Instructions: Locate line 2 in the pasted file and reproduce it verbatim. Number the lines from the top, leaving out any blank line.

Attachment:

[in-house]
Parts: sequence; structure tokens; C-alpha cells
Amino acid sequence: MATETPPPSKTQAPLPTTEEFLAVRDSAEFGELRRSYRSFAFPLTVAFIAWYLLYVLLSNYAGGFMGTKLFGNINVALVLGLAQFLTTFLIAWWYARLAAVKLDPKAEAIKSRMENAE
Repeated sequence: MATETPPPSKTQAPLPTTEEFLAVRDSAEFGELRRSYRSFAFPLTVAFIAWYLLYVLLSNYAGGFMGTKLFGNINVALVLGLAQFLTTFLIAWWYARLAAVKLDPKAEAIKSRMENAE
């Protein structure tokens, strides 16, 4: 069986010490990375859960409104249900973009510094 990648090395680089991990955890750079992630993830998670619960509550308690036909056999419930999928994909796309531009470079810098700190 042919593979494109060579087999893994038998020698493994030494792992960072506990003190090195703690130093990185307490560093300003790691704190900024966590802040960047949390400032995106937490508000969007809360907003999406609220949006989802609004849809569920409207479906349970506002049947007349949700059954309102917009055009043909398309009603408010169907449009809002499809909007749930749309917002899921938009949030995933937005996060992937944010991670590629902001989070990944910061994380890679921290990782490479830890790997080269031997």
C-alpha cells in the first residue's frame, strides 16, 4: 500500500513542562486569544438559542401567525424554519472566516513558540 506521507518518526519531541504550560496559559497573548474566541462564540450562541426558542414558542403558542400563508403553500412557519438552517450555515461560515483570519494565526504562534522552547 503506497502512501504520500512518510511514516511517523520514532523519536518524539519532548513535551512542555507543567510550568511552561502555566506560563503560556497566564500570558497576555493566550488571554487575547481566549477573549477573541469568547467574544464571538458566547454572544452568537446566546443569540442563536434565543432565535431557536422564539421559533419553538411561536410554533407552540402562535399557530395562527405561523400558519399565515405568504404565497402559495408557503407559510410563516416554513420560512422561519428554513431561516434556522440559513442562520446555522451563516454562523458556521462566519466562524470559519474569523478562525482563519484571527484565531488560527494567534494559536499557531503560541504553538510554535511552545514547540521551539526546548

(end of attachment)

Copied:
Parts: sequence; structure tokens; C-alpha cells